Beginning Again With a Young Horse Speaks to Me In Retirement of Humility

Today I went riding again. My friend, who has the horses made the following suggestion “Here is Hattie. Would you like to be responsible for training her? She does not work ‘on the bit’ yet, but she needs work of going straight, and on transitions (from walk to trot and halt and back again).

“Yes” I said, “That would be good.” So off we went. For me it was about remembering again how to look out for the next point of the circle, to shift the horses shoulders on to the line of the circle again, to keep my wright in the right place.

Once that was remembered, off we went. It was simple, it was fun. I was succeeding as well as Hattie.

I said to my friend “You know, normally when I ride I’m looking for my edge: to get the horse ‘on the bit’ to work looking ‘beautiful.’ But today the pressure is off me. Its fun.

So this is about pride and humility I think. The pride (in the defensive sense of the word) comes in where I want to do something ‘advanced’ or ‘significant’ all the time. Now, for the sake of Hattie, it is about going back to basics. It is about going back to the beginning.

I was thinking about this during prayers this morning. I was wondering ‘Why do I put off weeding the vegies?” IT came to me that I devalue the job of weeding the vegies. I think “I want to be doing something better. I want to be making something in the shed.’ But at the moment, there is no project to work on. So I weed the vegies. This takes humility too.

So as a Christian, I’m thinking about how to be during retirement. As a priest with a congregation, there comes with the role a sense of the importance of finding an answer to the question “How can I best help this congregation be a witness to the gospel?” But in retirement, that is not my role any more.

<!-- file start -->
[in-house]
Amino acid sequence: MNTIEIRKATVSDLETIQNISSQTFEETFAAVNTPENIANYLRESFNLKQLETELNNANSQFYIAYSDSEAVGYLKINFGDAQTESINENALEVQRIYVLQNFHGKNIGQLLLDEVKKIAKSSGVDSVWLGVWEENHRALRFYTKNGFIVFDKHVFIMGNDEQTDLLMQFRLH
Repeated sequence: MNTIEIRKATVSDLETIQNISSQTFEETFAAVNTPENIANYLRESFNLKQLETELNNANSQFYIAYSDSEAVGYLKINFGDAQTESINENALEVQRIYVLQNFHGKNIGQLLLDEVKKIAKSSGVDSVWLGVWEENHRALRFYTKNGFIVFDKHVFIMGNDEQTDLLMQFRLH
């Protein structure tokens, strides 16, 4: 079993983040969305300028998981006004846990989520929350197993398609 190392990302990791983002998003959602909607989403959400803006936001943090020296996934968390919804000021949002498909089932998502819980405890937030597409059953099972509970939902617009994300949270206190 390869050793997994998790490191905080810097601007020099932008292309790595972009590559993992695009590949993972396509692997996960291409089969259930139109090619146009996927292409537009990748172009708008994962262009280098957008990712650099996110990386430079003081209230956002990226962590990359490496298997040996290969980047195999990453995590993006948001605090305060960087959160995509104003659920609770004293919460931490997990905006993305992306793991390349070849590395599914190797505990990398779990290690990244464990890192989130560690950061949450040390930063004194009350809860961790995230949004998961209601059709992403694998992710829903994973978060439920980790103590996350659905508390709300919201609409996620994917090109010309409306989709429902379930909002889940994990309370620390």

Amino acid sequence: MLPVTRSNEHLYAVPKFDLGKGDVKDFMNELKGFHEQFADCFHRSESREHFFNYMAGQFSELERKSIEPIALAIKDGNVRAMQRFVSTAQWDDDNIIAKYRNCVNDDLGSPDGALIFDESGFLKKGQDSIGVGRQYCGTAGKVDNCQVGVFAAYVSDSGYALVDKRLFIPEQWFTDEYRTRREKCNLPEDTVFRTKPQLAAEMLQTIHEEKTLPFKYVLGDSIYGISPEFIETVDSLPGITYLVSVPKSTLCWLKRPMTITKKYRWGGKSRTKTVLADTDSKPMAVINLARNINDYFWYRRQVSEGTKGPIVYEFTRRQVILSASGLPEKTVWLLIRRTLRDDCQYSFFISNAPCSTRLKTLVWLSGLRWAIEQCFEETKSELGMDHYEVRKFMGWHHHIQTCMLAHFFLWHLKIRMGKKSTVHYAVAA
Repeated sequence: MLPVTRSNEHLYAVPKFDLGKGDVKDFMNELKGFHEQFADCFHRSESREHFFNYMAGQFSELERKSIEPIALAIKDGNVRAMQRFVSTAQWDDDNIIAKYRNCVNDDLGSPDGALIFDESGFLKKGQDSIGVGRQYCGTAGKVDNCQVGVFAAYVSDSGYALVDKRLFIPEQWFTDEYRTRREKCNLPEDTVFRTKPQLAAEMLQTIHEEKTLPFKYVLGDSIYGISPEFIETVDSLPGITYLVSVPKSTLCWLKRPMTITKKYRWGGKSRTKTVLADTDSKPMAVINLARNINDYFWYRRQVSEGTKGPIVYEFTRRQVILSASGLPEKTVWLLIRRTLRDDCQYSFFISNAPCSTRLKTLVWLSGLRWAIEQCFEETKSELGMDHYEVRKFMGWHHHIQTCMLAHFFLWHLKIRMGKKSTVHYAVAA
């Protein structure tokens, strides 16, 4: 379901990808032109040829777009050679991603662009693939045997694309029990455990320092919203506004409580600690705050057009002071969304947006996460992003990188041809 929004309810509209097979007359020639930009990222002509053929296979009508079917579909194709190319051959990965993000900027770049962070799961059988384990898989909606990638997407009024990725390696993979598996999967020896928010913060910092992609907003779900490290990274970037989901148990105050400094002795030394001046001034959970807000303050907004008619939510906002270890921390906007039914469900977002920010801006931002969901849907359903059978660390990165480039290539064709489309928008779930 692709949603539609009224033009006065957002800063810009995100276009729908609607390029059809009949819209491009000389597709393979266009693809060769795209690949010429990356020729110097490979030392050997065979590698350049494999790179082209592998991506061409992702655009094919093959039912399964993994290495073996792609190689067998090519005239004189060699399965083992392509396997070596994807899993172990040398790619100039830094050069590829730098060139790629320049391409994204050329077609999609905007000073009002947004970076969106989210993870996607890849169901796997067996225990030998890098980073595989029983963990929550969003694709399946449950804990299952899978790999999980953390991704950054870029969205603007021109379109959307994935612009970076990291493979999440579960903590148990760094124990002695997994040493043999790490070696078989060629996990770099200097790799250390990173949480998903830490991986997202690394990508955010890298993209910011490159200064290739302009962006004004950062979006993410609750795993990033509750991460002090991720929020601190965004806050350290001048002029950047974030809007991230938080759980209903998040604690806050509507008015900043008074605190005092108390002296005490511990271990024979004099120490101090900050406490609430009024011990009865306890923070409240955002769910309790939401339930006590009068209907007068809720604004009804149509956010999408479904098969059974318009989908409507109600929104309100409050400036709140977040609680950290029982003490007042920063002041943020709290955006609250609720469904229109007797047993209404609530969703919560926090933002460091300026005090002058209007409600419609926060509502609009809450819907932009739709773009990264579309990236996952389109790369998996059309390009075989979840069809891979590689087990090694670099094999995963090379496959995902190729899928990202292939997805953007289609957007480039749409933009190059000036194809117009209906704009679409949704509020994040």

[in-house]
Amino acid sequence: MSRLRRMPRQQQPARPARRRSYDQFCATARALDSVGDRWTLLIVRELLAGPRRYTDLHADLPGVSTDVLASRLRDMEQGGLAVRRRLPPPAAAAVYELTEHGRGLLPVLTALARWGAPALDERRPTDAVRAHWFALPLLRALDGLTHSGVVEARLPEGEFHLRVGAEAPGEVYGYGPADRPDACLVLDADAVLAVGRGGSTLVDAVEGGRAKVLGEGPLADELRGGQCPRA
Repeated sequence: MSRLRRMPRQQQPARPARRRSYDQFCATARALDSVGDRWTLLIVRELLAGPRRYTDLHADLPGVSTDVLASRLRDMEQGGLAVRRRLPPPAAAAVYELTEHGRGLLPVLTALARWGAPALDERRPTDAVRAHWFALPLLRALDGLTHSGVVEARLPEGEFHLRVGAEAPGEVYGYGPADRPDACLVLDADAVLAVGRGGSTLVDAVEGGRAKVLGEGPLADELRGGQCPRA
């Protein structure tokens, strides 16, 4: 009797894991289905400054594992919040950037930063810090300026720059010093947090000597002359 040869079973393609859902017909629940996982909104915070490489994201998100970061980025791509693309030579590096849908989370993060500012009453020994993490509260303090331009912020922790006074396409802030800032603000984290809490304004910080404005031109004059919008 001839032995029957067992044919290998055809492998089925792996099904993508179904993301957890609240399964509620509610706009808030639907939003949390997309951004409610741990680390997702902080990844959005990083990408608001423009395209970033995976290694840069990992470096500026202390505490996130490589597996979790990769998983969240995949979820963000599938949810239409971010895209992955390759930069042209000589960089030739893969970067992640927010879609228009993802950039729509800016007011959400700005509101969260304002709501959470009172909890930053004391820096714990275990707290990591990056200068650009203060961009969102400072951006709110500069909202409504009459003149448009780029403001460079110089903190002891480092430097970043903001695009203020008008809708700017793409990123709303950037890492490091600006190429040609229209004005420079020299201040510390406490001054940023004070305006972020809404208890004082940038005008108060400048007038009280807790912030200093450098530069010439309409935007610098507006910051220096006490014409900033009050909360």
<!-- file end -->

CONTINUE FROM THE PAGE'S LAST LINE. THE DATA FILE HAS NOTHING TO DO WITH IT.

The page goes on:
So now having had the thought of the liberation that there is in humility, I can think of a number of stories where this kind of stance supported.

I am thinking of the leper Naaman. You know, he goes to Elisha and is insulted when Elisha does not evwen come out to see him, but says ‘go and wash in the Jordan sevewn times.” He thinks “Why did he not come out and wave his hand over the spot?’ (i.e. do some magic demonstration). But Naaman’s advisors say “If he had asked you to do something hard, whould you not have done it? So why not do something simple ‘wash…and be clean?’

And then there is the story of the Devils of Ludun. The nuns are getting great notoriety by their demonstrations of possession, and their relationship with the priest, Urbain Grandier. After Grandier is executed, the church appoints an old sick Jesuit as spiritual director of the nuns. As her healing, he sets the mother superior to cleaning floors all day, for a long time.

And then there is the hymn:

Teach me my God and king,
in all things thee to see,
and what I do in anything
to do it as for thee.

A servant with this clause,
makes drudgery divine
who sweeps a floor ‘as for thy laws’,
makes that and the action fine.

Last, and perhaps most importantly is John Wesley’s prayer. He says ‘

I am no longer my own, but yours.
Put me to what you will, rank me with whom you will;
put me to doing, put me to suffering;
let me be employed for you, or laid aside for you,
exalted for you, or brought low for you;
let me be full,
let me be empty,
let me have all things,
let me have nothing:
I freely and wholeheartedly yield all things
to your pleasure and disposal.
And now, glorious and blessed God,
Father, Son and Holy Spirit,
you are mine and I am yours. So be it.
And the covenant now made on earth, let it be ratified in heaven.

I used to pray this prayer when I thought that I was not being valued enough in the Church, and in doing so, my worries about my status went away. Now is the time to start praying this prayer again.

This is the theme of both Dietrich Bonhoeffer in ‘The Cost of discipleship’ and in Stanley Hauerwas’ commentary on Matthew’s Gospel.

The disciple does not worry about their status, because what is happening is that their eyes and attention are fixed, not on where they are going, but on Jesus.

This is what I hope to learn to do more of. Riding helps, as does weeding the garden.


About frpaulsblog

Paul Dalzell is now a semi-retired priest living in Alexandra, Australia
This entry was posted in Duty, Living Before the Face of God, Religion and Society, Uncategorized and tagged , , , , , , , , , , . Bookmark the permalink.

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